(If you’d like to download a PDF of this pattern without ads, you can go here.)
This modern crochet granny blanket is a series of triangles nestled in between each other which gives the blanket a modern feel. This blanket works up fast and is fun to memorize and pick up easily where you left off.
2 each of Baby Bee Sweet Delight in Bashful and Flannel)
Size H, 5.00mm hook
CH a multiple of 3, then add 1 (3+ 1 is the pattern repeat) to however wide you’d like the blanket. I usually do somewhere between 32 and 36 inches wide for a baby blanket.
ROW 1: 1 DC into 4th CH from hook, *SK next 2 CHs, 3 DC into next CH, repeat * ending with 2 DC into last CH, turn
ROW 2: CH 3, 1 DC into next DC, (CH 3 counts as first DC), *CH 2, DC3TOG, repeat * ending with CH 2, DC into next DC, DC into top of turning chain, pulling through with new color just before you finish the DC.
ROW 3: CH 3, 3 DC in the CH 2 space between the last DC3TOG and 2 DC of the previous row, *3 DC into next CH 2 space, repeat * ending with 1 DC in top of the turning chain.
ROW 4: CH 4, (counts as 1 DC and 1 CH), *DC3TOG in top of each 3 DC of previous row, CH 2, repeat * across and end with CH 1, DC into top of CH 3 turning chain, pulling through with new color.
ROW 5: CH 3, 1 DC into DC (the base of the ch 3, the top of the last DC you made), *3 DC in next CH 2 space, repeat * across ending with 2 DC into the top of 3rd chain of the turning chain.
ROW 6: CH 3, 1 DC into the next DC, *CH 2, dc3tog, repeat * ending with CH 2, DC into next DC, DC into 3rd of ch 3 pulling through with new color just before you finish the stitch.
Repeat rows 3-6 until you have a desired length of blanket.
I have made a video for my other Modern Granny Blanket in Peach and Blue that I think can help you understand how to turn this blanket and how to make the DC3tog. Watch below:
Here are a few tips I realized while making this blanket that might be helpful to you.
Since each finished “triangle” (the DC that stack on each other) are nestled in between each other, you will notice that the number of them will be different each color change. For example, I did a small swatch to test the pattern and I ended up with 8 “triangles in one row, then 9 in the next, then back to 8 then back to 9. What I noticed are the rows that have 8 are also the rows where you have 2 DC and the end of the rows. The rows that had 9 “triangles” only had 1 DC on the end.
Below is the border I decided to create and add around my blanket. I did a very zoomed in shot so you could see that I went around the whole blanket working 2 DC in each space. (To start the work with a new color, join in any corner and CH 3, that counts as one of your DC) However, on the sides of the blanket, you will be working 2 DC around the post of a DC. (look closely at the next picture of the finished blanket.)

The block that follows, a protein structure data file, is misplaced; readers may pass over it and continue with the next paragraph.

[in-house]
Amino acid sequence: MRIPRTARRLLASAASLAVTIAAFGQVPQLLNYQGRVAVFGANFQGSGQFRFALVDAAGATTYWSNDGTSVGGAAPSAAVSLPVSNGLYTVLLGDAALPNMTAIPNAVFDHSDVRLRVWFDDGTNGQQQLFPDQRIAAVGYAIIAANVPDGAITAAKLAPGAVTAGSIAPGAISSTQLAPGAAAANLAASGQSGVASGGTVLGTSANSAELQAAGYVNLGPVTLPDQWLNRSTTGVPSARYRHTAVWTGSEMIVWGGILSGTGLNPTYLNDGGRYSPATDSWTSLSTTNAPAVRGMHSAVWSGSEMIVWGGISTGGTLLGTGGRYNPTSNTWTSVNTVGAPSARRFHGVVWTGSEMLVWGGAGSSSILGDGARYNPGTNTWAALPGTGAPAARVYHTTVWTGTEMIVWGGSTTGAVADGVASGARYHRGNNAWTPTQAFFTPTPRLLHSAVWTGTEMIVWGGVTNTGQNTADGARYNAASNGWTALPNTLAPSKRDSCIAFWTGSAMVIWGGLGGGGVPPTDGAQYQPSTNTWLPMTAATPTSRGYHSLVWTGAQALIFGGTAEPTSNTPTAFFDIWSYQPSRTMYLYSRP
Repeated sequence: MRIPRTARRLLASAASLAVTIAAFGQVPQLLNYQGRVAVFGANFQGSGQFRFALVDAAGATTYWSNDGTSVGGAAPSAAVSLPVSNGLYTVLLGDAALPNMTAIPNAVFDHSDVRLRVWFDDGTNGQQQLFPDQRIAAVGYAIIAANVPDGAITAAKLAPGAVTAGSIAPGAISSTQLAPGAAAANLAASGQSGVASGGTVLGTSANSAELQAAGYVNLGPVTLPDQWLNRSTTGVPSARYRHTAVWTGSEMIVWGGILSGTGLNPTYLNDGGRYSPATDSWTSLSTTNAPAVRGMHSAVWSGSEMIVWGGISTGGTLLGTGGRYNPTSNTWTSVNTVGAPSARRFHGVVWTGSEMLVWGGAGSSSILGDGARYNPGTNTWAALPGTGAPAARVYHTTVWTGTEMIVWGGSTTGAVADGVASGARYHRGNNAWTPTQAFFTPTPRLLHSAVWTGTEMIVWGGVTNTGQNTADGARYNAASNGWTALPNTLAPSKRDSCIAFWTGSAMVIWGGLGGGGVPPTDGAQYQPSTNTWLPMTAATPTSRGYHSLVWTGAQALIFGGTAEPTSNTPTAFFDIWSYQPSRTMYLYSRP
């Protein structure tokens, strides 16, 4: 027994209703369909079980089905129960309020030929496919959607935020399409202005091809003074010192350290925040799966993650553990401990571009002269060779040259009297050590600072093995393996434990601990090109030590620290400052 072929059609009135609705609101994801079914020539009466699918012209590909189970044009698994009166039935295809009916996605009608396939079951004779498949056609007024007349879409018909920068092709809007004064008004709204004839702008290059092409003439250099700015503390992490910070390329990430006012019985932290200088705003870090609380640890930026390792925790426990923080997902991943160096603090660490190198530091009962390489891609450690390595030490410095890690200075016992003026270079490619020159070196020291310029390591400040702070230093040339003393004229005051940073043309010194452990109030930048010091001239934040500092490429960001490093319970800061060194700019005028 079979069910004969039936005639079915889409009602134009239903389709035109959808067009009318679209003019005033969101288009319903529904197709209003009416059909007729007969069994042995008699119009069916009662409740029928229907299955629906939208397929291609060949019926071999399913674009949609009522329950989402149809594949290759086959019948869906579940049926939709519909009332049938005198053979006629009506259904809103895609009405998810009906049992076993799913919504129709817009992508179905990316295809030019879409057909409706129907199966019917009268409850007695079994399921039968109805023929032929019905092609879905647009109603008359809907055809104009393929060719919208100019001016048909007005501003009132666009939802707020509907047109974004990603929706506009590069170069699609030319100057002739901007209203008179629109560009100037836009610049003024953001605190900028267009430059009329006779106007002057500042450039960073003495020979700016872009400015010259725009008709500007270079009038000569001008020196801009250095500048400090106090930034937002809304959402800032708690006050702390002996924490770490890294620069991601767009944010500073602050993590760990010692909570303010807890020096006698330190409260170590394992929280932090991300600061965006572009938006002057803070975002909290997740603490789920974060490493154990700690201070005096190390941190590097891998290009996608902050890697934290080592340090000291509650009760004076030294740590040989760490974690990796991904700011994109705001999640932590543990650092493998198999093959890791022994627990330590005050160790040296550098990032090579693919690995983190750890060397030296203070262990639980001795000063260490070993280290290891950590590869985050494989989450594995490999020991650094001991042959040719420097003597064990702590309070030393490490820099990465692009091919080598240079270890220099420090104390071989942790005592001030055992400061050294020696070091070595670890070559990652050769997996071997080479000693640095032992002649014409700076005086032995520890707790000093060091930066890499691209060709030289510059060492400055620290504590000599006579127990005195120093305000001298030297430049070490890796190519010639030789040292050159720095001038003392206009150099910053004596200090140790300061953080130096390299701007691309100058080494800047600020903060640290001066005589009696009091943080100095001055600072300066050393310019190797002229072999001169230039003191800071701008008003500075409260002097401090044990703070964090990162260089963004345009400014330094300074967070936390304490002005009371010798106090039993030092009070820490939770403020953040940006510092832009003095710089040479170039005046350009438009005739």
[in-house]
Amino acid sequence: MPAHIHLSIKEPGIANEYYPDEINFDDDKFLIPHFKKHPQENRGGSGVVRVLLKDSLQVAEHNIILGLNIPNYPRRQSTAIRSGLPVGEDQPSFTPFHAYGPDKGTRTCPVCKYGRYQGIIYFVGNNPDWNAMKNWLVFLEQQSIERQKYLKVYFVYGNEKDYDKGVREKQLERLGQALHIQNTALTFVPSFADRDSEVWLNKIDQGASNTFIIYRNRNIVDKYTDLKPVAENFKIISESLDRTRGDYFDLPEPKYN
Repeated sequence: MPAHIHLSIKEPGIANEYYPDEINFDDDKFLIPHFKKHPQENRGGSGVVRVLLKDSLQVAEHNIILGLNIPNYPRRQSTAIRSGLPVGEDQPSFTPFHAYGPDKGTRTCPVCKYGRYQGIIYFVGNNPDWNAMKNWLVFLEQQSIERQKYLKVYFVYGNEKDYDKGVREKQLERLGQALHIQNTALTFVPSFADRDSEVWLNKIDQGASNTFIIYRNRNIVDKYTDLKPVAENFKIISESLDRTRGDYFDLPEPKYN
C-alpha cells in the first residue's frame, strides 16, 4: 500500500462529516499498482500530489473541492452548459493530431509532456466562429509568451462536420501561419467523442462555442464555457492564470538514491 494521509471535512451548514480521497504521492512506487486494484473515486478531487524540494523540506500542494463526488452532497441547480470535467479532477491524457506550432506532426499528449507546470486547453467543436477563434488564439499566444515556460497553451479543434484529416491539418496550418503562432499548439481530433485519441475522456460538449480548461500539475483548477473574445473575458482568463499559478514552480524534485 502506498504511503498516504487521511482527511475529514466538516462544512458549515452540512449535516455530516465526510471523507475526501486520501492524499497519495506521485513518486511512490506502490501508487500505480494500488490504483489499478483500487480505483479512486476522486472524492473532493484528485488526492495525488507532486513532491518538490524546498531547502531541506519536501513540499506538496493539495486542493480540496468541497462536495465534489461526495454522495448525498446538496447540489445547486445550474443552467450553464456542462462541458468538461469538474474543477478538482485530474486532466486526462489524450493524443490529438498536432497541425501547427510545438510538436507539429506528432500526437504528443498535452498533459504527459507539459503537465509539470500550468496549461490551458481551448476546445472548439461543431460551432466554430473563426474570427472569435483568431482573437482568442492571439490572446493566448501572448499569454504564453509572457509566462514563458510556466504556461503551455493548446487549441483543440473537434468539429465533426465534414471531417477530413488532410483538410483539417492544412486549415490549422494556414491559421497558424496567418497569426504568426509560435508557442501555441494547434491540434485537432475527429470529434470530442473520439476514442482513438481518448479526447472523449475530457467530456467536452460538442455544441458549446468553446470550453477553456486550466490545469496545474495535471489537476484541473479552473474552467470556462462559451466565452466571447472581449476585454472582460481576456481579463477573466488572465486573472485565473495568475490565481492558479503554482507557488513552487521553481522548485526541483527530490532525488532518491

Now, it might be the yarn I was using, my own personal tension, and yours may be different, but I did have to work a ch in between the 2 DC across the top and bottom. The sides did not need that extra chain. I tried doing it without, because I wanted the stitch to match the sides, but it pulled and puckered. This to me is when you get to be smarter than the pattern. It’s much better to work an extra stitch and have it look right, than get your counts exact. Again, you might not have this problem.
For the corners on this round I did add a chain in between the two sets of DC. (2 DC, CH 1, 2 DC for the corners)
Continuing on in the same direction for the second round, join with the new color (flannel) and slip stitch one over and CH 3. (This gives the appearance of the first dc into the chain space. Then work one DC into the chain space. CH 2 and work 2 DC into the next space. Repeat this all the way around the blanket, working 2 sets into each corner. When you return back to the original CH 3, slip stitch into the top of that.
Chain 3 and turn your work to go the opposite direction. I hope you are in a corner for this CH 3 is the middle of the shell. DC 4 more times into that space and then SC into the next chain space. You want to work 7 DC into the next chain space, then one SC into the next chain space and repeat this all the way around. However, because I had problems on the sides being closer together than the top and bottom, I only worked 6 DC. I found that working 6 showed no difference, but if I worked 7, the side shells were rippling. Again, this might not happen to you at all. When you return to the corner you started with, work the remaining 3 DC and then slip stitch to the top of the turning chain. Tie off and weave in ends and you are done.
For the corners, I was able to work a complete 7 DC into each. But, for a crocheter like me who doesn’t like to count, (I know, shhh don’t tell) I felt so lucky that it just so happened to turn out that way. (sometimes my one SC turns out to be the corner stitch and it looks okay, just not my favorite.) If you are better at math than me and want to make sure you are working the shell into each corner, you may want to add more rounds of 2 DC until you find you are exactly even.
Also, if that last part confused the heck out of you, don’t do it! I almost just left the border to be the rounds of 2 DC. I thought it looked good sort of plain. But this is a gift and I decided to make it a little extra frilly.
And, just working all SC around this blanket, switching colors would look great too!
Good luck! Click here to see another version of this modern crochet granny blanket in peach and blue! Also, I’d love to invite you to join up on Instagram. A lot of people use the #crochetersofinstagram hashtag and it’s so inspiring to see all the different work. I’m @daisyfarmcrafts if you decide to join! I also have a Facebook page, a Pinterest page, a Twitter account, a YouTube channel all named Daisy Farm Crafts.
Whichever way is the best for you, I’d love to hear from you!